En EspaŅol

Q. Who is Mr. Smarty Plants?

A: There are those who suspect Wildflower Center volunteers are the culpable and capable culprits. Yet, others think staff members play some, albeit small, role. You can torture us with your plant questions, but we will never reveal the Green Guru's secret identity.

Help us grow by giving to the Plant Database Fund or by becoming a member

Did you know you can access the Native Plant Information Network with your web-enabled smartphone?

Share

Ask Mr. Smarty Plants

Ask Mr. Smarty Plants is a free service provided by the staff and volunteers at the Lady Bird Johnson Wildflower Center.

Search Smarty Plants
    
 
See a list of all Smarty Plants questions
Can't find the answer in our existing FAQs, submit a question to Mr. Smarty Plants.
Need help with plant identification, visit the plant identification page.
 
rate this answer
Not Yet Rated

Tuesday - November 26, 2013

From: College Station, TX
Region: Southwest
Topic: Soils
Title: Native plants suitable for clay soils in College Station, Texas
Answered by: Nan Hampton

QUESTION:

Where might I find a list of native plants suitable for clay soils in the College Station TX area?

ANSWER:

On our Recommended Species page you can click on East Texas on the map to get a list of commercially available native plants for your area.  On the Texas-East Recommended page you can use the NARROW YOUR SEARCH option in the sidebar to limit the list by the plants' general appearance (i.e., tree, vine, shrub, etc.), light requirement, soil moisture, etc.  For instance, if you choose 'Shrub' under General Appearance, 'Part shade -' under Light Requirement and 'Dry -' under Soil Moisture, you will get a list of 10 plants.  On each of these 10 species' pages under "Growing Conditions" you should find 'Soil Description'.  From that list, if you look at 'Soil Description' on the Erythrina herbacea (Coralbean) page, you will see that it has 'clay' under its 'Soil Description'; but Ceanothus americanus (New jersey tea) does not show 'clay' on its 'Soil Description' list.  By varying your criteria to fit your site, you should be able to locate a good number of plants that will grow well in clay soils.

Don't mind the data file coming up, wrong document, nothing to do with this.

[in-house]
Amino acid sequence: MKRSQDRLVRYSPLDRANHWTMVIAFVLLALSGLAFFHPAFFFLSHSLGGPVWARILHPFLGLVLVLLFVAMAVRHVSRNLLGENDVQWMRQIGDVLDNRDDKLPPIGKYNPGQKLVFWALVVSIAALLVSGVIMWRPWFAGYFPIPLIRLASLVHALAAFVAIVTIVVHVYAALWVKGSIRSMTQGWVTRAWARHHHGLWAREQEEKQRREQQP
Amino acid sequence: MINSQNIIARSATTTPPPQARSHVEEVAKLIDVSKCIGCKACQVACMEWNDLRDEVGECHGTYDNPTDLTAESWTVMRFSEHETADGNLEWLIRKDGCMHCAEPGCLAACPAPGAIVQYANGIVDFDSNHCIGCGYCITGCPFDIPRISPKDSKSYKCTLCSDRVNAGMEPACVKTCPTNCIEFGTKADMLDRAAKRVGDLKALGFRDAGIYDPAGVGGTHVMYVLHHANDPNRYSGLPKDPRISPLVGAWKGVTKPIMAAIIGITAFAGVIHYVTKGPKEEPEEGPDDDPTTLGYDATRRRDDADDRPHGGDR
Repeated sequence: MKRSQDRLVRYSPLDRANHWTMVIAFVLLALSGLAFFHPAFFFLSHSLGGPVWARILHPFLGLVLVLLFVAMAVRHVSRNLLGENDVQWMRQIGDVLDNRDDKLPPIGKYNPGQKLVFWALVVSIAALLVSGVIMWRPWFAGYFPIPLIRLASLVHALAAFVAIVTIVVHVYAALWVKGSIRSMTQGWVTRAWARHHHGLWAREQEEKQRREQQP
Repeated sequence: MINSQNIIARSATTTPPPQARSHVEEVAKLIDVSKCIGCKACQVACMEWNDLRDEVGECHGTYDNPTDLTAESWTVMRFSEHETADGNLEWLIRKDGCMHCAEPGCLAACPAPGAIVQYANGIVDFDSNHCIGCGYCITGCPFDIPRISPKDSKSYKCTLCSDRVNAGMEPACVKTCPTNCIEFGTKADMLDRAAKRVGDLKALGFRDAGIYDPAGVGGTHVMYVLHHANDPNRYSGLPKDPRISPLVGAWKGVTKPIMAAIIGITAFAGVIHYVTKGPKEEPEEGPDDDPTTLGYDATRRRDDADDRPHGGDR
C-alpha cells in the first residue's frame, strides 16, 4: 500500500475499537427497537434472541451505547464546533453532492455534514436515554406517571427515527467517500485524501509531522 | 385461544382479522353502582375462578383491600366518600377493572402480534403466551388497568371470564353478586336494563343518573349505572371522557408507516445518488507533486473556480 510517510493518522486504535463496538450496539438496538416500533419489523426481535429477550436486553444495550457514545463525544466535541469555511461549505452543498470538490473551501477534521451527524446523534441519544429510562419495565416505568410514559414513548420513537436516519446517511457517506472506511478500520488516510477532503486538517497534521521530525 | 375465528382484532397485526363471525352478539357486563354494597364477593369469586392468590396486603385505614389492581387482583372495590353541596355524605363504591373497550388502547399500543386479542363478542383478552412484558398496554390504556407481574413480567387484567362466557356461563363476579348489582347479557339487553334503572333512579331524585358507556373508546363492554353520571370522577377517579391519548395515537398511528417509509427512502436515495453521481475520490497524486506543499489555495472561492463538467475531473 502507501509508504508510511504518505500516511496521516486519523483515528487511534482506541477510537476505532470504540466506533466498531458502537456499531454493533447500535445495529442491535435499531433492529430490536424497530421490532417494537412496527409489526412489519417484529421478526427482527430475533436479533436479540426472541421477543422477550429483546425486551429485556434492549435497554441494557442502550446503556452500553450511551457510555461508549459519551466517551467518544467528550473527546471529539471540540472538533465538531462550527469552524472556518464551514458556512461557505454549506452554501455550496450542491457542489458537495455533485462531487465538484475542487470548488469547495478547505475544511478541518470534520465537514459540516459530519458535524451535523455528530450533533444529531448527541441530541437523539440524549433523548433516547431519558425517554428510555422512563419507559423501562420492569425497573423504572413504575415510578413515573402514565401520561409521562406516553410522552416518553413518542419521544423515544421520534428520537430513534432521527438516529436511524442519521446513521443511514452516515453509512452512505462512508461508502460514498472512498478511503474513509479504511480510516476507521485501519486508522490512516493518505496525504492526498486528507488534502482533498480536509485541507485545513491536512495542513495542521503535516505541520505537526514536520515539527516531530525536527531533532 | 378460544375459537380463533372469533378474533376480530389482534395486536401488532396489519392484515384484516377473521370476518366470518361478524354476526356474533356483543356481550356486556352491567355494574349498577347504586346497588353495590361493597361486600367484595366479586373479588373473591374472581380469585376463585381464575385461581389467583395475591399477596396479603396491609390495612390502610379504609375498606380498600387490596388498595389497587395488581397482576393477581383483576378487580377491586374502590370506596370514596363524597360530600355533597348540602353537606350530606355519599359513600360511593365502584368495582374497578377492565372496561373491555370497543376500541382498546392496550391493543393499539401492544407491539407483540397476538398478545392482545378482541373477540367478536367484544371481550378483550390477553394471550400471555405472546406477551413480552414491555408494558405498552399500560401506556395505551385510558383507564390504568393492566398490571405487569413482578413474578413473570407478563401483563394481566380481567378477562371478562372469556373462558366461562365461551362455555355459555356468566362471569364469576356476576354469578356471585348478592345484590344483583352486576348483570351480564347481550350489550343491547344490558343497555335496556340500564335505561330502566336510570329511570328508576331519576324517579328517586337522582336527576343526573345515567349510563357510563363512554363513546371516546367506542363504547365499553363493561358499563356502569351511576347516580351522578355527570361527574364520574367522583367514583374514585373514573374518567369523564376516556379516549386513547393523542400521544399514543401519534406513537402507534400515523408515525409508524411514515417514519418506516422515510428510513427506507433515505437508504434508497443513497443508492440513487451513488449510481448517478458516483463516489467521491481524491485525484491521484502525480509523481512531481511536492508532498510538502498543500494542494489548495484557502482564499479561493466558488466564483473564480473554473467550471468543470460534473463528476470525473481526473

More Soils Questions

Failure to thrive of desert willow in Wimberley TX
August 10, 2010 - I have a desert willow. It is always, whether I water it or leave it alone, yellow/ brown leaves, dark spots on the leaves, losing leaves. now it looks sad and not very healthy. Can you please tell m...
view the full question and answer

Malpighia glabra for Austin
October 14, 2010 - Dear Mr. Smarty Pants, I am planting native Malpighia in a raised bed that was specially prepared for growing roses (soil and amendments). This bed has been left fallow for several years. Do I need t...
view the full question and answer

User comments on soils from Austin
July 02, 2013 - You had a question this month about chlorosis in a Mexican plum in Bellaire. You correctly, in my opinion, answered that the problem was most likely overwatering. However, I just wanted to point out a...
view the full question and answer

Plants for sunny dry soil location
August 22, 2010 - Do any native plants exist in a highly sunny very dry soil location? (high overhang prevents rain but allows sun)
view the full question and answer

What is composted mulch from Springfield IL
July 01, 2010 - I love the look of hard wood mulch. It is my understanding that this wood mulch that is so readily available in bulk and bags is not "composted mulch". I have been told that this type of mulch pull...
view the full question and answer

Smarty Plants's Facebook profile Support the Wildflower Center by Donating Online or Becoming a Member today.

Mr. Smarty Plants wants you to be his Facebook friend. Click the Facebook icon to add yourself to Mr. Smarty Plants list of friends.
E-NEWSLETTER | BECOME A MEMBER | DONATE NOW | MEDIA | SITEMAP | STAFF
© 2015 Lady Bird Johnson Wildflower Center